Hunger of Hadar: The spell connects to the Void in the depths of the Plane of Shadows.

Mislead: This spell is added to the warlock spell list. When the spell ends, the illusion fades away into black, shadows mist.

Misty Step: The mist is black instead of silvery, and the spell works just like Shadow Step, blink, and dimension door.

Unseen Servant: The servant is faintly visible as a swirl of shadows when in bright light.

Shadow Walk

5th-level conjuration
Casting Time: 1 action
Range: Touch
Components: V, S
Duration: Concentration, up to 1 hour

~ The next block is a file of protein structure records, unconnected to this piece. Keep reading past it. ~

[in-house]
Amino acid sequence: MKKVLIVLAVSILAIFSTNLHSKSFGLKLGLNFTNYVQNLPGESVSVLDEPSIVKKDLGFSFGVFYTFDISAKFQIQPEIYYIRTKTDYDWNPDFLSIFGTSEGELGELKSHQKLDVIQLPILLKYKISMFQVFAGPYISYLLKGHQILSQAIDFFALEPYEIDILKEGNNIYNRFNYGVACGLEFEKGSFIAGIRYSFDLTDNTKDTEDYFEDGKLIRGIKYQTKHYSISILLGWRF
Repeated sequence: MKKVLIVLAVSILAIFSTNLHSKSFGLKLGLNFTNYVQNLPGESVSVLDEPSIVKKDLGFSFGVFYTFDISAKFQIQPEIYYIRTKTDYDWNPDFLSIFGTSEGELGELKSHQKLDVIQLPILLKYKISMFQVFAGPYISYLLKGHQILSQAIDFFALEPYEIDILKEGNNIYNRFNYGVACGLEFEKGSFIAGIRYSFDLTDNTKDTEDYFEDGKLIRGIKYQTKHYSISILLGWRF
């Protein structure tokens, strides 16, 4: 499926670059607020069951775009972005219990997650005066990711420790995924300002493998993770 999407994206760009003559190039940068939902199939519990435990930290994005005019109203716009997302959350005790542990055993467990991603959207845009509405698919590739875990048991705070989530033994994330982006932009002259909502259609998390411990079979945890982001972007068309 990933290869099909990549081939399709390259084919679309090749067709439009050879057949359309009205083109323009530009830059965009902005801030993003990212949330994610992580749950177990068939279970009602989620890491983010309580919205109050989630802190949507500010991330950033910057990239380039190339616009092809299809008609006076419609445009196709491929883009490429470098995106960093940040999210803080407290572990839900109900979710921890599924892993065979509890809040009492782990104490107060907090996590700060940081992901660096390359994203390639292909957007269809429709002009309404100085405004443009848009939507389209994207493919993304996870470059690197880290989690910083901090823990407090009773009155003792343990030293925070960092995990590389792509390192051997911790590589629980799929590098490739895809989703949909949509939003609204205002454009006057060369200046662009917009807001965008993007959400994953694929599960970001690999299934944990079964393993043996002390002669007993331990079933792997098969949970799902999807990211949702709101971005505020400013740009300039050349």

This spell allows you to travel through the Plane of Shadows to cover great distances quickly. When casting this spell, you must be in an area of dim light or darkness and designate a specific direction and distance that you want to travel. The spell transfers you and up to eight willing creatures you touch to the Plane of Shadow, where a faintly visible trail indicates the path to the destination. While traveling along the path through the Plane of Shadow, you cover 6 miles for every 10 minutes of travel, regardless of your movement speed. At the end of the trail, a faintly bright portal leads the targets of the spell back to the Material Plane to a point within 3 miles of the designated destination point.